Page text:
Commission (IEC). See sidebar below for more details.

And while transmission and distribution systems were the primary target users of IEC 61850, the standard also has allowed system providers to bring added functionality to their integrated process and power offerings. ABB, for example, a global leader in both process automation and electrical systems, integrated IEC 61850 into its System 800xA to provide a single, unified control and optimization platform for all of a plant's process automation and electrification needs.

Integration as matter of course

System controllers from ABB can now function as controllers in both domains, simultaneously speaking (and translating where appropriate) the languages of both process automation and electrification. This means that operational data from in-plant electrical equipment—ranging from high-voltage substations to low-voltage drives and motors—can transparently feed real-time process control and optimization algorithms as well as other plant information systems. For example, motor data and diagnostic information that once was stranded in the process automation system is now readily accessed by the electrical maintenance technicians charged with their upkeep.

An Orientation to the Power Industry's IEC 61850 Standard

First issued in 2004, standard 61850 of the International Electrotechnical Commission (IEC 61850) was created by the electric power industry to facilitate the communication and interoperability of the intelligent electronic devices (IEDs) that increasingly characterize today's power distribution grid.

At the heart of the standard are object-oriented data models designed to facilitate semantic commonality of essential electrical infrastructure functions among disparate systems and devices. The current edition of 61850 also defines an Ethernet-based, high-speed means of communicating generic object-oriented substation events (GOOSE) horizontally among IEDs for interlocks and protection schemes as well as TCP/IP-based MMS for vertical integration into supervisory systems.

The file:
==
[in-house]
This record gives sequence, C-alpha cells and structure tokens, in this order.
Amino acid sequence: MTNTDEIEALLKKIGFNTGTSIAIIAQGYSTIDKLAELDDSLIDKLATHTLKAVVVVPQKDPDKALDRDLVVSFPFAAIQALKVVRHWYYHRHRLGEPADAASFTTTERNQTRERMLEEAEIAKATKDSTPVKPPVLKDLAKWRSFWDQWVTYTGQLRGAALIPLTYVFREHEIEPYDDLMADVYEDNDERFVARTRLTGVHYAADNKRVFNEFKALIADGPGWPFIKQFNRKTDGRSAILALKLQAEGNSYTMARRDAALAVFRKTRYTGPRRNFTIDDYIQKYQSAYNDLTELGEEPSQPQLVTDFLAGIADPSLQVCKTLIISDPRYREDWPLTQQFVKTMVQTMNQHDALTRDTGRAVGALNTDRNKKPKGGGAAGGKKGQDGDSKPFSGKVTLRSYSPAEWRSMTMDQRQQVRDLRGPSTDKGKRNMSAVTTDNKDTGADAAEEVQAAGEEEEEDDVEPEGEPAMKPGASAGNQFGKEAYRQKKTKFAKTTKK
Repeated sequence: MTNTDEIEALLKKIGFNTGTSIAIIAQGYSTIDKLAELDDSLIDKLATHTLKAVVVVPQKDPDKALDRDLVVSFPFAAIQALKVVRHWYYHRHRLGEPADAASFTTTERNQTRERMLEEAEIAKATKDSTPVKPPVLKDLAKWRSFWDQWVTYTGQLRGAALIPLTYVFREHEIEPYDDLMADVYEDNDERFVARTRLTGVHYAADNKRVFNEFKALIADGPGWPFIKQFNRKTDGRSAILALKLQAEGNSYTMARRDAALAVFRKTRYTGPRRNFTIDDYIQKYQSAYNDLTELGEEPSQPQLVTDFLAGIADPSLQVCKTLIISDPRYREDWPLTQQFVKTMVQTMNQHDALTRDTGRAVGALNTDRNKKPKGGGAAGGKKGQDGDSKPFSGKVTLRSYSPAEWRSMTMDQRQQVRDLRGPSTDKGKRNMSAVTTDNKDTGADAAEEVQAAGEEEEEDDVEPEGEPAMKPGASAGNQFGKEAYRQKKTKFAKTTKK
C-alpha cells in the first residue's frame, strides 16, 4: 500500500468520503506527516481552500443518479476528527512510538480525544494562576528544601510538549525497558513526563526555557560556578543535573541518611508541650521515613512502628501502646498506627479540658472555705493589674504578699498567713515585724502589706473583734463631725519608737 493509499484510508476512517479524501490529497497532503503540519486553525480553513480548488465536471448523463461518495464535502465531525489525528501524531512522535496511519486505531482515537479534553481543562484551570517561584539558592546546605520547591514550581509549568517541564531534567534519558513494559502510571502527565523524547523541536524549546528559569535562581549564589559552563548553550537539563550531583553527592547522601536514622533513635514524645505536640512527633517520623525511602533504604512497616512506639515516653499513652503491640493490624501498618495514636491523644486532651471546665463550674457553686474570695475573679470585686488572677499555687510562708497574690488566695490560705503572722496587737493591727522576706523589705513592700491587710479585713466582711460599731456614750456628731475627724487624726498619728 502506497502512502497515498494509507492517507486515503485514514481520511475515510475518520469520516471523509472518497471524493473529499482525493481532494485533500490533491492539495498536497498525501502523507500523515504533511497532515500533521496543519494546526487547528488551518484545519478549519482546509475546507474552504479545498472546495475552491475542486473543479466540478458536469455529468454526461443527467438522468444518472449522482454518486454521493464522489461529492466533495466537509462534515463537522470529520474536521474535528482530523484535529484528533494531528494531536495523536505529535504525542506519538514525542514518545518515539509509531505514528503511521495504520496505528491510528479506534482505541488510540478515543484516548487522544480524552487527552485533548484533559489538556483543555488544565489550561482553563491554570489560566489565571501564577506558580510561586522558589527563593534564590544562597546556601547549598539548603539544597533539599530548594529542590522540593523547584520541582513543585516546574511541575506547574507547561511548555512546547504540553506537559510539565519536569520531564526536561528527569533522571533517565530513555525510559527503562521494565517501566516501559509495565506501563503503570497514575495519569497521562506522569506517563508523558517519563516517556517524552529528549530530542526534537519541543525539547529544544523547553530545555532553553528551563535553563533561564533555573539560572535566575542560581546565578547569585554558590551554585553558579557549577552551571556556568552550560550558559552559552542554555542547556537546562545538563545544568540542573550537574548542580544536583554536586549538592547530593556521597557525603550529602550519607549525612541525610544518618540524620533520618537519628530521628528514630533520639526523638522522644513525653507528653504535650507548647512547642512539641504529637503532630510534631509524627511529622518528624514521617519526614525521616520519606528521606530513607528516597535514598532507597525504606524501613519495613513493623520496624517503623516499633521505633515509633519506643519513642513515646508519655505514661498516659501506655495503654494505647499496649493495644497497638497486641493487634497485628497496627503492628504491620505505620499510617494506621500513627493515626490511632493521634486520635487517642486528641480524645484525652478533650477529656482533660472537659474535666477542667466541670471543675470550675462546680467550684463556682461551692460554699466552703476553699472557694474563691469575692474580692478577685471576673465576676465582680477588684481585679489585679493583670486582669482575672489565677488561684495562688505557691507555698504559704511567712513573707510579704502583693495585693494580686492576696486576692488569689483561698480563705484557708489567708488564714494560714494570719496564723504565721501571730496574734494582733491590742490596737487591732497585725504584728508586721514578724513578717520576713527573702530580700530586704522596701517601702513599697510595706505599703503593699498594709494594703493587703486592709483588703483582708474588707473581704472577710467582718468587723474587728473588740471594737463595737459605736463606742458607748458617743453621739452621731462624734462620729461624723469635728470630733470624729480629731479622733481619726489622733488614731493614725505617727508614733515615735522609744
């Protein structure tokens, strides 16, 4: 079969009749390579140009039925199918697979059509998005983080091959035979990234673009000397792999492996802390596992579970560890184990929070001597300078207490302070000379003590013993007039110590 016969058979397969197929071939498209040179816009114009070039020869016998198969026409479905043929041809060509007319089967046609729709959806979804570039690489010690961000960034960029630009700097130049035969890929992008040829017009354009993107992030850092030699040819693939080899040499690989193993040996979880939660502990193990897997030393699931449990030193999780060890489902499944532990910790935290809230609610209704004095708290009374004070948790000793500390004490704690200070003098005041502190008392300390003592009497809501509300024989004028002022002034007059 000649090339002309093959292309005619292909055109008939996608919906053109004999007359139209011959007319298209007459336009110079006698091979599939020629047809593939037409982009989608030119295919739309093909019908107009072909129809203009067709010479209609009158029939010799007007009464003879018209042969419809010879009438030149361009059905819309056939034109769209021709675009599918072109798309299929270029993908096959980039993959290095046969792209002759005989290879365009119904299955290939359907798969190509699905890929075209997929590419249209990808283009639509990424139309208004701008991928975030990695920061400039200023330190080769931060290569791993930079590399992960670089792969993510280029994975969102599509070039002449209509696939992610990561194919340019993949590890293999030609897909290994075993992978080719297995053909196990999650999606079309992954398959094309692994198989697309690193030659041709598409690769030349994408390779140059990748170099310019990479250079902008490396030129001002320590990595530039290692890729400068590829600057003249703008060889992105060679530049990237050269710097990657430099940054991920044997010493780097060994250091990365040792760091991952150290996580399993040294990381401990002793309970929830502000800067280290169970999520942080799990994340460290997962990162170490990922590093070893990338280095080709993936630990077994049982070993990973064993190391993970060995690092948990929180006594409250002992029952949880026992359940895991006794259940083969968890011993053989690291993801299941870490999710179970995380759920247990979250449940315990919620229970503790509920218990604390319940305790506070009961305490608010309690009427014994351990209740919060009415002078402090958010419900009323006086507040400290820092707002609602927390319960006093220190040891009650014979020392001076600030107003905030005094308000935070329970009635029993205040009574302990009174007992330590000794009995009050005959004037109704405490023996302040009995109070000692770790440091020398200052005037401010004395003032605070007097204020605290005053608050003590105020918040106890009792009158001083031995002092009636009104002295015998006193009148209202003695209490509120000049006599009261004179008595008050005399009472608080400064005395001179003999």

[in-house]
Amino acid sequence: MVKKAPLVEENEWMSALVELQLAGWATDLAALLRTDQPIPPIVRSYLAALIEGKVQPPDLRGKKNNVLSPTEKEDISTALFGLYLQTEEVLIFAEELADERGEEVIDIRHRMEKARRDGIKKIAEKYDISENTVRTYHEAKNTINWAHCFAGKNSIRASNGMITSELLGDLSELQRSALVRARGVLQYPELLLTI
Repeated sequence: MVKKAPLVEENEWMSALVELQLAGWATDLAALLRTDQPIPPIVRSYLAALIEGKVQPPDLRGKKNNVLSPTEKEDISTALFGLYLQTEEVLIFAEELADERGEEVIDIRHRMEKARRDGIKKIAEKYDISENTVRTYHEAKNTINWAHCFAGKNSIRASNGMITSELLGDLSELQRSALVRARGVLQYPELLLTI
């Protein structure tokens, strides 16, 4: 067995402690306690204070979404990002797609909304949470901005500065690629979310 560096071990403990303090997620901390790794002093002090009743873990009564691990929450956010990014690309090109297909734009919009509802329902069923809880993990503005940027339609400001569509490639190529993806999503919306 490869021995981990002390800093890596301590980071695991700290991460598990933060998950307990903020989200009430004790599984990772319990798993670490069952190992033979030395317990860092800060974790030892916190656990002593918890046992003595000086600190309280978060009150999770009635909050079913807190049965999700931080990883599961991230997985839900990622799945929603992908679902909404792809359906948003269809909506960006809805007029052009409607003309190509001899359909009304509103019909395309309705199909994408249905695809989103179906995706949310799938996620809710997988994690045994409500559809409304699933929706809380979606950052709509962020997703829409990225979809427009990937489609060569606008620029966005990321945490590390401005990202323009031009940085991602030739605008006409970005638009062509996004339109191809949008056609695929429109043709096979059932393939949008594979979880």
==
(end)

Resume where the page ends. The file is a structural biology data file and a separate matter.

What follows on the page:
And while transmission and distribution systems were the primary target users of IEC 61850, the standard also has important implications for both power generation facilities and other process manufacturing sites. For starters, it's done much to increase the visibility of operating data and diagnostic information from plant electrical assets. Indeed, the operations of many older in-plant substations are still maintained by blind controllers unable to communicate back to operations. Periodic field observations of transformer temperatures and power meter readings attempt to fill this information gap, but the practice is relatively unsafe, unproductive and untimely as well. Electrical integration via IEC 61850, in contrast, provides seamless, control room access to real-time operational data and diagnostics for all integrated system users.